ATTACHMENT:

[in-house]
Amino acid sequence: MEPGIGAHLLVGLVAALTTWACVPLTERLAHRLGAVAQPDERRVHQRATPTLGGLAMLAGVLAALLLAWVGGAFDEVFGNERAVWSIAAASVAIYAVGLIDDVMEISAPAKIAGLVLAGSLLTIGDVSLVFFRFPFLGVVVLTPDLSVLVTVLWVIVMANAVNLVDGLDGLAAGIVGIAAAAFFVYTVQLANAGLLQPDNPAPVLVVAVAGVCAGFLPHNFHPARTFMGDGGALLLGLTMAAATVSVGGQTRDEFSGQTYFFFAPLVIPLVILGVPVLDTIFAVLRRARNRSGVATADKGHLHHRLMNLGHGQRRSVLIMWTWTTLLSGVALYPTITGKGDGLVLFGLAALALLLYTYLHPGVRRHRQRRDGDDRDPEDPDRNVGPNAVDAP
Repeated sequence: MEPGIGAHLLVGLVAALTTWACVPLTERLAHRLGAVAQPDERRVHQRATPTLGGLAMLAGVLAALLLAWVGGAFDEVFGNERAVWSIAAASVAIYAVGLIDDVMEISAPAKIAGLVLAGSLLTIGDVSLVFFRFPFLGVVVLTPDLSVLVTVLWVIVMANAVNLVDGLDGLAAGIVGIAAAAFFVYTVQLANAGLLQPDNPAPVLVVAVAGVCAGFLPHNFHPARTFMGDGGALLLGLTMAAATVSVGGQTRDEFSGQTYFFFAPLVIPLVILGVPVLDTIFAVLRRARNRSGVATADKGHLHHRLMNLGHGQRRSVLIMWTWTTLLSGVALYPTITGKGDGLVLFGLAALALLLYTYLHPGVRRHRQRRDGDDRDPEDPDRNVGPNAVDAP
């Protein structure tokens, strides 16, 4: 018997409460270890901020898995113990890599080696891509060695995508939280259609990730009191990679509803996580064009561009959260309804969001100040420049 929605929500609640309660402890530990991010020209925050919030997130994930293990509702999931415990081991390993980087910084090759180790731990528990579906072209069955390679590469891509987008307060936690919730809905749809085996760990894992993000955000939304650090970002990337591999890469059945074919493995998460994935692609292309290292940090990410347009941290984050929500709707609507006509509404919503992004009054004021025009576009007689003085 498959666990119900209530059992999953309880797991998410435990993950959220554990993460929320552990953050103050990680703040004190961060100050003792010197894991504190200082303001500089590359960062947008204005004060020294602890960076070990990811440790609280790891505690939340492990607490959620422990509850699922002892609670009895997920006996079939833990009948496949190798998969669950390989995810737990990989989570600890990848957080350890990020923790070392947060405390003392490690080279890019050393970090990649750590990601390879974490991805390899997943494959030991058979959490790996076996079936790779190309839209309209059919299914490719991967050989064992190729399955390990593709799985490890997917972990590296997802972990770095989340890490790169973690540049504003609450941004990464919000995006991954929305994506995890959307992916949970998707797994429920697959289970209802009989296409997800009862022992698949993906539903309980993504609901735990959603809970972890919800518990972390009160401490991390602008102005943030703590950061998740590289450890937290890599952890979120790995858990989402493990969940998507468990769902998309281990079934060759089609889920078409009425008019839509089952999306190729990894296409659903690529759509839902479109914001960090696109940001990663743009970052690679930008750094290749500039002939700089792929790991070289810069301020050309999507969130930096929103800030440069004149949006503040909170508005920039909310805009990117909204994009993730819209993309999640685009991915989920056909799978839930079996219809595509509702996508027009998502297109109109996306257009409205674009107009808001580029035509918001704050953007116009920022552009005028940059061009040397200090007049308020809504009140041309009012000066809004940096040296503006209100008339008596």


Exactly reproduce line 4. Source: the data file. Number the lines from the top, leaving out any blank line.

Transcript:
């Protein structure tokens, strides 16, 4: 018997409460270890901020898995113990890599080696891509060695995508939280259609990730009191990679509803996580064009561009959260309804969001100040420049 929605929500609640309660402890530990991010020209925050919030997130994930293990509702999931415990081991390993980087910084090759180790731990528990579906072209069955390679590469891509987008307060936690919730809905749809085996760990894992993000955000939304650090970002990337591999890469059945074919493995998460994935692609292309290292940090990410347009941290984050929500709707609507006509509404919503992004009054004021025009576009007689003085 498959666990119900209530059992999953309880797991998410435990993950959220554990993460929320552990953050103050990680703040004190961060100050003792010197894991504190200082303001500089590359960062947008204005004060020294602890960076070990990811440790609280790891505690939340492990607490959620422990509850699922002892609670009895997920006996079939833990009948496949190798998969669950390989995810737990990989989570600890990848957080350890990020923790070392947060405390003392490690080279890019050393970090990649750590990601390879974490991805390899997943494959030991058979959490790996076996079936790779190309839209309209059919299914490719991967050989064992190729399955390990593709799985490890997917972990590296997802972990770095989340890490790169973690540049504003609450941004990464919000995006991954929305994506995890959307992916949970998707797994429920697959289970209802009989296409997800009862022992698949993906539903309980993504609901735990959603809970972890919800518990972390009160401490991390602008102005943030703590950061998740590289450890937290890599952890979120790995858990989402493990969940998507468990769902998309281990079934060759089609889920078409009425008019839509089952999306190729990894296409659903690529759509839902479109914001960090696109940001990663743009970052690679930008750094290749500039002939700089792929790991070289810069301020050309999507969130930096929103800030440069004149949006503040909170508005920039909310805009990117909204994009993730819209993309999640685009991915989920056909799978839930079996219809595509509702996508027009998502297109109109996306257009409205674009107009808001580029035509918001704050953007116009920022552009005028940059061009040397200090007049308020809504009140041309009012000066809004940096040296503006209100008339008596």